All categories are slightly artificial and perhaps none more so than periods in literary history. When I wrote about first encountering ‘contemporary’ poetry, I wanted to emphasize how far our ’now’ can, or should stretch. Decades, not years.
Perhaps it should stretch further. Playing with categories is like shuffling cards: potentially endless and, after a certain point, pointless. But the way we use words like ‘modern’ and ‘contemporary’ says something about our attitudes to the past and the present and this is always interesting to me because it means they are also value judgements, statements of feeling as much as descriptions.
For example, you could argue that having a very narrow conception of the contemporary is simply an extreme version of a much older debate about the value of modern as opposed to ‘classical’ poetry: whether literature should reflect the world the writer is living in or be based on ‘timeless’ principles, usually associated with particular forms and conventions.
If what distinguishes the modern from the classical is its ‘present-ness’, then we should expect poetry to change as often and as drastically as the world does, i.e., a lot. So, although Milton, Wordsworth and, say, Elizabeth Bishop, are all ‘modern’ in comparison to Homer, they represent distinct eras. What now tends to get called modern poetry is just the era before whatever era we are in right now.
Then again, none of these writers (or their contemporaries) are as distant as we might think. People once dismissed the idea of writing poetry in English at all, or of writing plays which weren’t modelled on Greek tragedy. Then they dismissed poets like Wordsworth and Coleridge as, well — romantics. W. H. Auden feels pretty contemporary right now – but so does John Clare.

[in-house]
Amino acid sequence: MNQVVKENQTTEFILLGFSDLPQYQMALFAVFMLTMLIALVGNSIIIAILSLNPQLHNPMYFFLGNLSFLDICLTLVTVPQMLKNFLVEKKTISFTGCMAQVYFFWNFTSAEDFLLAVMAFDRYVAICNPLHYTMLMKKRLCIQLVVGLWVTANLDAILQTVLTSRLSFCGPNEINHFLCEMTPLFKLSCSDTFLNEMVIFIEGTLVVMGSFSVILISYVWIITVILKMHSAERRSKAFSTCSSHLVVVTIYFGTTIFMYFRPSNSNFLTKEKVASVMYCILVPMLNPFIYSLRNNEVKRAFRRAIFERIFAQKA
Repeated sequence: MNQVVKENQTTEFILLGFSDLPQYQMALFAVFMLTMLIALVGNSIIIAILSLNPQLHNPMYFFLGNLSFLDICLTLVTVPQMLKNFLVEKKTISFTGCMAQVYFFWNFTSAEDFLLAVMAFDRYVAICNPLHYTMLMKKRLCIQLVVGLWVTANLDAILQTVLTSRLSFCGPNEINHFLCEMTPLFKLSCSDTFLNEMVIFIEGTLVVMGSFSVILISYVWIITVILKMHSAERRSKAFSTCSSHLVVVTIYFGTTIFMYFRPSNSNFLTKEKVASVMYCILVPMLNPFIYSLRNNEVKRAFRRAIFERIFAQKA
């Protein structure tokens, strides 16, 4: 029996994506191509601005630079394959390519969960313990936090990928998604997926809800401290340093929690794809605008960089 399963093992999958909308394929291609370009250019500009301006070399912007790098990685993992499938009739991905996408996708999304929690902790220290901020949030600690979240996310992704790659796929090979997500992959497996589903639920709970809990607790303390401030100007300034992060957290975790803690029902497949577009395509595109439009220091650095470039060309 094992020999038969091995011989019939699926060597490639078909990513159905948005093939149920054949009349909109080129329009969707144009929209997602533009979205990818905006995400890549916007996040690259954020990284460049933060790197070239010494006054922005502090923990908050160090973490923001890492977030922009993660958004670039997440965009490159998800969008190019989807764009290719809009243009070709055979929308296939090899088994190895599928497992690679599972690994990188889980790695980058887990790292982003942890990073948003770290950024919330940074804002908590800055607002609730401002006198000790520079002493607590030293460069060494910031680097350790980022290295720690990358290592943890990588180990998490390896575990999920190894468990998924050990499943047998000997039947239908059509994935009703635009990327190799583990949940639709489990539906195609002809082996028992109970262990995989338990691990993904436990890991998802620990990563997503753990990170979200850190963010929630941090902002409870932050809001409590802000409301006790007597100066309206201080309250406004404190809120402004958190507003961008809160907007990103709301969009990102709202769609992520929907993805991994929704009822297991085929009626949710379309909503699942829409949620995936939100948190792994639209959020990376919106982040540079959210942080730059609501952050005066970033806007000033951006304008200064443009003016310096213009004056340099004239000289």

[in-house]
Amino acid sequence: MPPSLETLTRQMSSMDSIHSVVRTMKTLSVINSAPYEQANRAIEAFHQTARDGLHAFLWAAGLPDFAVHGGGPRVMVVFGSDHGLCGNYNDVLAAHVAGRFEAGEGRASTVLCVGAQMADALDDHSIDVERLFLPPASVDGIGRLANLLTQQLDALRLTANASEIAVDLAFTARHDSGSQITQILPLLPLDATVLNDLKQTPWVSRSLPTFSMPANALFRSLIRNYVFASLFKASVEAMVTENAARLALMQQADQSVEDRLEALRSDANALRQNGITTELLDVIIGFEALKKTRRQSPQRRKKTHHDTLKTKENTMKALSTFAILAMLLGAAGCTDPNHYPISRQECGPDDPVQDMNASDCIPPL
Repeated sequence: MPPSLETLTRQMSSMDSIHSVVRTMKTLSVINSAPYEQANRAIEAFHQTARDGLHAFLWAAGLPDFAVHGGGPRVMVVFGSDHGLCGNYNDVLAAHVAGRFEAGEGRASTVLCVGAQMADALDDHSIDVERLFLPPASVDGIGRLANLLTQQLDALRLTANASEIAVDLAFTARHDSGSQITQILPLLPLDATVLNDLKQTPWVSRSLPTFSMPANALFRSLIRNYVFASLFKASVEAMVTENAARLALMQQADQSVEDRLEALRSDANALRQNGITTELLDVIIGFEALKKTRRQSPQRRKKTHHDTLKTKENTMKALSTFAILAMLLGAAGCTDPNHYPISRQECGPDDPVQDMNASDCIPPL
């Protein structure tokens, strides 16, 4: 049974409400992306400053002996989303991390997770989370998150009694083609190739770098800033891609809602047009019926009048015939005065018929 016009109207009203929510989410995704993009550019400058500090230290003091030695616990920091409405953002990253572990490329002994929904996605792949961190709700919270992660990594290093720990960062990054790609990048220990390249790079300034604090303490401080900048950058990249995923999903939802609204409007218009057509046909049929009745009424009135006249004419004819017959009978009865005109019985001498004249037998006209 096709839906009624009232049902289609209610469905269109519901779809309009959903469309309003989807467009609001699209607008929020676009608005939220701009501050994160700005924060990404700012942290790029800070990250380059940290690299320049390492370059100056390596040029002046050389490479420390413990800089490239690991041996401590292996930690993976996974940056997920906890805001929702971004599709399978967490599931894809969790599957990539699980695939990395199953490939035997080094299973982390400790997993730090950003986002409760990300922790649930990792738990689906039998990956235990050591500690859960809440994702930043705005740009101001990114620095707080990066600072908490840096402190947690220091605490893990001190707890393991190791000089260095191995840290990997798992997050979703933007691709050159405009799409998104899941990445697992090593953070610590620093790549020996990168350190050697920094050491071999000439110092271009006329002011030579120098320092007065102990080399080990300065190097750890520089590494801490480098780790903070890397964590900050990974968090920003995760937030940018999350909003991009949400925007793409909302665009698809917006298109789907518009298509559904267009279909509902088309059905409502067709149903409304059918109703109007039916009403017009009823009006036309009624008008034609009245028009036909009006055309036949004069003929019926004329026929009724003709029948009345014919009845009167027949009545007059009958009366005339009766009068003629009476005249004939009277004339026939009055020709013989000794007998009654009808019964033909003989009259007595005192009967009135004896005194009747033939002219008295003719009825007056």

One the things which makes poetry poetry is the way it sits somewhere outside of ‘day to day’ time. It speaks to — and is a way of listening to — the past as well as the present. There is no point in quibbling about where the contemporary begins, because all poetry is contemporary.
And yet: there is a lot of past to choose from. And because poetry is so time-specific, it is easy to take out of context. How people chop up history almost always says more about the chopper than the thing being chopped. There is something inevitable about this. Everyone has to work out for themselves what they want to listen to, who they want to speak to. You have to chop your own wood.
The problem comes when history is wielded in order to exclude or diminish other kinds of writing with different concerns, or to demarcate a particular community: ‘everyone should read and admire X, not Y, or they are not truly one of Z’. (The traditional sign that something radical has become prescriptive is that you have to study it in school or at university.) The rebels always end up inside the castle.
Louis MacNeice said it best when he advocated for ‘impure poetry… for poetry conditioned by the poet’s life and the world around him.’1 Beyond that, perhaps it doesn’t matter what you call it.
1 The quote comes from MacNeice’s book-length essay Modern Poetry, which was published in 1938.